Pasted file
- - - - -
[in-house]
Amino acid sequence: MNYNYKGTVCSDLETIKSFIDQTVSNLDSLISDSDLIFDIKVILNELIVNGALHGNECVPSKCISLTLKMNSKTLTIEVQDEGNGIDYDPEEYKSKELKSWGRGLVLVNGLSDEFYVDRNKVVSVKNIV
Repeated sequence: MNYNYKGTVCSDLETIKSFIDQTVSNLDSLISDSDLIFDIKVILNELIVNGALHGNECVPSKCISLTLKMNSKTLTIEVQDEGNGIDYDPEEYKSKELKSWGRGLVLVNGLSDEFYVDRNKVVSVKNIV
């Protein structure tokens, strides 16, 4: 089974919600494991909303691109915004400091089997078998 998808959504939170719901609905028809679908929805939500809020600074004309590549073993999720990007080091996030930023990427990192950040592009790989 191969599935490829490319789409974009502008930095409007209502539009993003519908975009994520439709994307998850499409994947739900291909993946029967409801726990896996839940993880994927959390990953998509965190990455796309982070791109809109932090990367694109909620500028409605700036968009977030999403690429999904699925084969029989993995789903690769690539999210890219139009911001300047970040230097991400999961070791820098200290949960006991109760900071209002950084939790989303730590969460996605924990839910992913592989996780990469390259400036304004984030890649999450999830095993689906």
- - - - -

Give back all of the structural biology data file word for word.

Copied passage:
[in-house]
Amino acid sequence: MNYNYKGTVCSDLETIKSFIDQTVSNLDSLISDSDLIFDIKVILNELIVNGALHGNECVPSKCISLTLKMNSKTLTIEVQDEGNGIDYDPEEYKSKELKSWGRGLVLVNGLSDEFYVDRNKVVSVKNIV
Repeated sequence: MNYNYKGTVCSDLETIKSFIDQTVSNLDSLISDSDLIFDIKVILNELIVNGALHGNECVPSKCISLTLKMNSKTLTIEVQDEGNGIDYDPEEYKSKELKSWGRGLVLVNGLSDEFYVDRNKVVSVKNIV
């Protein structure tokens, strides 16, 4: 089974919600494991909303691109915004400091089997078998 998808959504939170719901609905028809679908929805939500809020600074004309590549073993999720990007080091996030930023990427990192950040592009790989 191969599935490829490319789409974009502008930095409007209502539009993003519908975009994520439709994307998850499409994947739900291909993946029967409801726990896996839940993880994927959390990953998509965190990455796309982070791109809109932090990367694109909620500028409605700036968009977030999403690429999904699925084969029989993995789903690769690539999210890219139009911001300047970040230097991400999961070791820098200290949960006991109760900071209002950084939790989303730590969460996605924990839910992913592989996780990469390259400036304004984030890649999450999830095993689906």